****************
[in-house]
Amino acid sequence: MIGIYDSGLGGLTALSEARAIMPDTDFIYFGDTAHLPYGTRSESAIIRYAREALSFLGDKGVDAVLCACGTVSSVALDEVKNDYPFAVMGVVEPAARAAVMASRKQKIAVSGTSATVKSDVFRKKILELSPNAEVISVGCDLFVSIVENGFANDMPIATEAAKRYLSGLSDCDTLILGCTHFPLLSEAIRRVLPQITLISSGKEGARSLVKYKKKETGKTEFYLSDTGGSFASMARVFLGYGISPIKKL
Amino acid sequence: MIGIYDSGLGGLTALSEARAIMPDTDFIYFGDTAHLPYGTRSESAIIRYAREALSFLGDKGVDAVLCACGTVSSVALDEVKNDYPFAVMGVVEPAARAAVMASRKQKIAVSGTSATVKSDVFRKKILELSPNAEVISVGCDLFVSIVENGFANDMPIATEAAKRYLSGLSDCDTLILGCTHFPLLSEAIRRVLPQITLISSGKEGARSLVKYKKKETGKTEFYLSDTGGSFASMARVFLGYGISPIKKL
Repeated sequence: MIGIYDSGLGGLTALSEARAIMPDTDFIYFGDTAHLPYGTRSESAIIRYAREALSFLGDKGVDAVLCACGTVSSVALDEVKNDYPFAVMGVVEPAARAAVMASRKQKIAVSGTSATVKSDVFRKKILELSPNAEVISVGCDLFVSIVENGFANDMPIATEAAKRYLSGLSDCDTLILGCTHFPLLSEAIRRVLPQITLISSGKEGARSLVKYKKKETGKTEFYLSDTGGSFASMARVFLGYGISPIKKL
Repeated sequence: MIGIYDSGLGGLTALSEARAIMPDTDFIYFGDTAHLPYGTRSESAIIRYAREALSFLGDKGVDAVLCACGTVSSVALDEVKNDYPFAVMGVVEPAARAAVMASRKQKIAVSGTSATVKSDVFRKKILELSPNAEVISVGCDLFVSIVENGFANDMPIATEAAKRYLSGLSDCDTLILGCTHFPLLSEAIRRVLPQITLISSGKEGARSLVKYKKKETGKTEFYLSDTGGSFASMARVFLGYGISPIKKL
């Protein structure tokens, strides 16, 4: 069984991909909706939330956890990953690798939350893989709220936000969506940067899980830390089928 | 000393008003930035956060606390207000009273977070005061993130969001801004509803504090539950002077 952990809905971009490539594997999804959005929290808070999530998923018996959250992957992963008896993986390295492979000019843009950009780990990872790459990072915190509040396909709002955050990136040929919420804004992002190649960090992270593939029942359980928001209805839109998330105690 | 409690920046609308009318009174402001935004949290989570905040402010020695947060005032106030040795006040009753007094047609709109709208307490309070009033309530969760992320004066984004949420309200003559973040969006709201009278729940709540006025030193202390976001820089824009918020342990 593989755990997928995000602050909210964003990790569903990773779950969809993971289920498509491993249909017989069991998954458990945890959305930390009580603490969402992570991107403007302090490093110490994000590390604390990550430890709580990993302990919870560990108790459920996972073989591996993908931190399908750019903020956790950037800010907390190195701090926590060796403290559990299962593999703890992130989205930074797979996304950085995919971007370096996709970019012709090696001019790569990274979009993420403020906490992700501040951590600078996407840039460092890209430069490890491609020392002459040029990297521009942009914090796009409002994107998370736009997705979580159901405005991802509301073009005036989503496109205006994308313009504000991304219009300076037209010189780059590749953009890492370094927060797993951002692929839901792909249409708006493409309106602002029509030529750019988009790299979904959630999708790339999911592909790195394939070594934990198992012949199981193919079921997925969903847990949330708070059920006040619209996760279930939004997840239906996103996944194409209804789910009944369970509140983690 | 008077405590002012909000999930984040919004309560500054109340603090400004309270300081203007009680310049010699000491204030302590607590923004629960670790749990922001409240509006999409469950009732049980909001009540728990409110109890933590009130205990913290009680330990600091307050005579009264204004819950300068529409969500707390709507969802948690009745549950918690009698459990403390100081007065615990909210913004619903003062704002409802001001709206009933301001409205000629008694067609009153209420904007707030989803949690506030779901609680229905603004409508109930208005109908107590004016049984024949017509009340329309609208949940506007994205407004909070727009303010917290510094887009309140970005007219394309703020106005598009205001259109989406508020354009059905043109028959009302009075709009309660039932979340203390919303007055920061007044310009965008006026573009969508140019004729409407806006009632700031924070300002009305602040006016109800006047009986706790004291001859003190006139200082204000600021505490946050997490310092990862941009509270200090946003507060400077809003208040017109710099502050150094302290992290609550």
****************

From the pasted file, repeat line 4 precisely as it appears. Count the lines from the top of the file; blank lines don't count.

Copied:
Repeated sequence: MIGIYDSGLGGLTALSEARAIMPDTDFIYFGDTAHLPYGTRSESAIIRYAREALSFLGDKGVDAVLCACGTVSSVALDEVKNDYPFAVMGVVEPAARAAVMASRKQKIAVSGTSATVKSDVFRKKILELSPNAEVISVGCDLFVSIVENGFANDMPIATEAAKRYLSGLSDCDTLILGCTHFPLLSEAIRRVLPQITLISSGKEGARSLVKYKKKETGKTEFYLSDTGGSFASMARVFLGYGISPIKKL